Book Review: The Coach’s Guide for Women Professors

The Coach’s Guide for Women Professors Who Want a Successful Career and a Well-Balanced Life
by Rena Seltzer

Book cover










Seltzer is a consultant and coach whose work is primarily with academics. I stumbled across her book somewhere recently and then had it sitting on my bedside table so I couldn’t ignore it as I am occasionally wont to do with “improving” books.

All told, it’s about a three hour read–so you’re not committing to a long text here. And Seltzer recommends tackling it by whichever chapter you need most right now, rather than reading start to finish, though she acknowledges that many people will and will want to read it that way. Her examples are drawn from her clients and she provides extensive references to further research in this area, which I appreciated.

What I found most powerful about the book were her “Into Action” sections, which summarize what has just been suggested into immediately usable ideas or activities. Some are questions, others are referrals, others are thought provoking.  The best chapter, for me, was the How to Have More Time. Seltzer points out some obvious things (one occasionally needs a clue-by-four, I’m certainly among them) such as the statement Everything Takes Time.  It was something I hadn’t really considered to the forefront–we say “oh that’ll just take five minutes” or “I can do that in an hour, it’s nothing.”  But it isn’t. It’s always more than five minutes and it’s frequently more than the hour we’ve allotted. And that’s still an hour that adds up. It’s rare that I can find an open hour of time on my work calendar and a spare hour at home certainly is few and far between.

Seltzer also point out areas where women are particularly challenged: perceived as not being a faculty member because we’re female; not listened to– where others are; expected to be more nurturing; assumed that we’ll take a higher level of service on.

There are some aspects of the book that don’t quite line up with librarian duties.  I’ve written before about being a faculty member and being a librarian and the challenge of being in a “service profession”  where I’m lumped in with other service professions and therefore not always given the same level of support as those other services might offer a “regular/real/normal” professor.  And I can’t imagine actually skipping department meetings, a time saver recommendation, without there being a lot of questions. Also, Seltzer isn’t worried about running a physical space, which is a primary concern for librarians, nor the same kind of advocacy of role of the library–trying to expand into more professor’s classes to teach, etc etc. That said, librarians aren’t her primary audience so it would be unreasonable to expect that to be fully addressed.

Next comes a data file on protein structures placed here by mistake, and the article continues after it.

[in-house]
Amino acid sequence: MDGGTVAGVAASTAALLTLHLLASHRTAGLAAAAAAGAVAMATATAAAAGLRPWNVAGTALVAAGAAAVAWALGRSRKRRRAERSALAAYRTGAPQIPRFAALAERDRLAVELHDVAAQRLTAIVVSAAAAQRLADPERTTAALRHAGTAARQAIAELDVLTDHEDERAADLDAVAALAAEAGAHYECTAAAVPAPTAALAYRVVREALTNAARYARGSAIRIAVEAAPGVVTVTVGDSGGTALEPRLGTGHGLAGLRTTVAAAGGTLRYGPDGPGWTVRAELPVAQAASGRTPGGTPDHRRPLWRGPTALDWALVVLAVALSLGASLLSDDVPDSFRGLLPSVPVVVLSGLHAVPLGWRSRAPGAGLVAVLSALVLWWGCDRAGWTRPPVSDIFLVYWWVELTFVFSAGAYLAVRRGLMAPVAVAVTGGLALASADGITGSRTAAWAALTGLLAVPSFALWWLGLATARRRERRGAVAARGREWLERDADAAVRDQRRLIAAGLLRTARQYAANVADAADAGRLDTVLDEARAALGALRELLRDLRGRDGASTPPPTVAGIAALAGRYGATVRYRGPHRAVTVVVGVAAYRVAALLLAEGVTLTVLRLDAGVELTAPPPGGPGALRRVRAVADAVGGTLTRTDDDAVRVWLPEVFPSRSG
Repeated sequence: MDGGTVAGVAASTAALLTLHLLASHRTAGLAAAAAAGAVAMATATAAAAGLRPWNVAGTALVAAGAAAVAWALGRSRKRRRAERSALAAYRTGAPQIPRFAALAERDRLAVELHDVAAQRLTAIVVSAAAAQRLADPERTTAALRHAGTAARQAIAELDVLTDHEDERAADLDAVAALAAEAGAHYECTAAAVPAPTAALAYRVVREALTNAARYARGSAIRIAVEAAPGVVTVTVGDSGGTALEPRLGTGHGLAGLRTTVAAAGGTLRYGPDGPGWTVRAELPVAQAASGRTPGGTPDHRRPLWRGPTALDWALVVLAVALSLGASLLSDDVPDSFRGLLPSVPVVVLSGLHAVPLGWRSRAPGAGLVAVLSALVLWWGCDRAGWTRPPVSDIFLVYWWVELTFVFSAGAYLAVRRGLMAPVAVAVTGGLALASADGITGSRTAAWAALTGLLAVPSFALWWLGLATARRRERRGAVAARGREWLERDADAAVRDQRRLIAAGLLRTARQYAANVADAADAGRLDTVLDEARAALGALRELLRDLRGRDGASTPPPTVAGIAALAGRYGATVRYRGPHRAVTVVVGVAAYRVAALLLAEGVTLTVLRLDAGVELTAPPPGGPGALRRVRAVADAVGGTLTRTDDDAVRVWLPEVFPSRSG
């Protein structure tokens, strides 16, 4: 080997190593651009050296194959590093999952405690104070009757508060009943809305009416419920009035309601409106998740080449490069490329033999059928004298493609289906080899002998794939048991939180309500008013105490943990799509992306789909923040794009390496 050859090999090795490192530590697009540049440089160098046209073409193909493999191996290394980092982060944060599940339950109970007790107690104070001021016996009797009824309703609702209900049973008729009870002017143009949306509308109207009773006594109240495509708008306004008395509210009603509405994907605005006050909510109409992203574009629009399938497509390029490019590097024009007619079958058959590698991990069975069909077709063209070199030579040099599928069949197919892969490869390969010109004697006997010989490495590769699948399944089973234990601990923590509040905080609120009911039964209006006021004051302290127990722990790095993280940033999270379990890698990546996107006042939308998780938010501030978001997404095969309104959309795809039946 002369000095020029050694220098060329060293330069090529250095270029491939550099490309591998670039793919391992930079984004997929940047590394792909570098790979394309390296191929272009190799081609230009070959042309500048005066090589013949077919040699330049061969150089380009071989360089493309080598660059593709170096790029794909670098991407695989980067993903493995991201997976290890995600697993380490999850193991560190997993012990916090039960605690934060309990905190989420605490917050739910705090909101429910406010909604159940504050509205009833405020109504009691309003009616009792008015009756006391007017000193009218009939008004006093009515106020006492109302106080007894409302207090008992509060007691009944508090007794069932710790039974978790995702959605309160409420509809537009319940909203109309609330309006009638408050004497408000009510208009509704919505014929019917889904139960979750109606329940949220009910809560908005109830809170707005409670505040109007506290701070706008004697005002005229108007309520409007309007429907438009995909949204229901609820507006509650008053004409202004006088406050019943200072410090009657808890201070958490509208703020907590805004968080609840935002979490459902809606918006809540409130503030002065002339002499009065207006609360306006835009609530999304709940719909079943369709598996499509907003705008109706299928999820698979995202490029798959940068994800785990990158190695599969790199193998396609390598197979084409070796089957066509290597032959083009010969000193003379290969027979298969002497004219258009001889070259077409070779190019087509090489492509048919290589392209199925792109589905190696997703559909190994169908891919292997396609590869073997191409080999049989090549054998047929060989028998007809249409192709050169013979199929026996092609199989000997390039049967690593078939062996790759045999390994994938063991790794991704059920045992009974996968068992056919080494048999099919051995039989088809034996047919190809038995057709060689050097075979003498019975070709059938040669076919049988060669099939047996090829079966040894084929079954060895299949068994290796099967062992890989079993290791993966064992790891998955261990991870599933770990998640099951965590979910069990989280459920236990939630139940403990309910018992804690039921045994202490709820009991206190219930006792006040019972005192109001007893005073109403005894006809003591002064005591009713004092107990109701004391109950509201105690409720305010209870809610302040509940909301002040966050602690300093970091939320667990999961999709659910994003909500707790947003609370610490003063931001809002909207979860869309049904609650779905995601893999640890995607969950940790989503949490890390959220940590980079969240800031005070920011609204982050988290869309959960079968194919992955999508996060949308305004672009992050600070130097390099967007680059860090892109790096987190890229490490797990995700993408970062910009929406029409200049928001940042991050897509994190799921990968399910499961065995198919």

Seltzer spends a great deal of time talking about early or impending motherhood. This is a regular concern in academia.  However, I found her emphasis on it a little too exclusive. While a majority of women will become mothers at some point, not all of them in the tenure track are also dealing with newborns, which seemed to be Seltzer’s overarching expectation. Comparing it with my own current department, it felt a little tone deaf–of the four peers with children in my immediate department undergoing tenure now or over the past five years, all of them had children in high school or above.  The other four women didn’t/don’t have children. I can’t speak for anyone’s immediate child-bearing plans except my own, of course.  We’re an exception, I’m sure, but it struck me as another instance of being told that because I don’t have children, I shouldn’t be having any  problems in terms of finding time to write or produce scholarly work or extra labor or what have you and I found that particularly off-putting.

Seltzer does address varying cultural issues that arise and put other pressure on women, family who do not understand the workload, community norms that don’t align with academia, etc.  She also points out how community can serve as extra support, particularly for minorities who feel isolated in their work environment.

Overall, I found the book useful and a couple of coworkers, spotting the cover, have already asked to borrow it and I do think it’s worth the recommendation.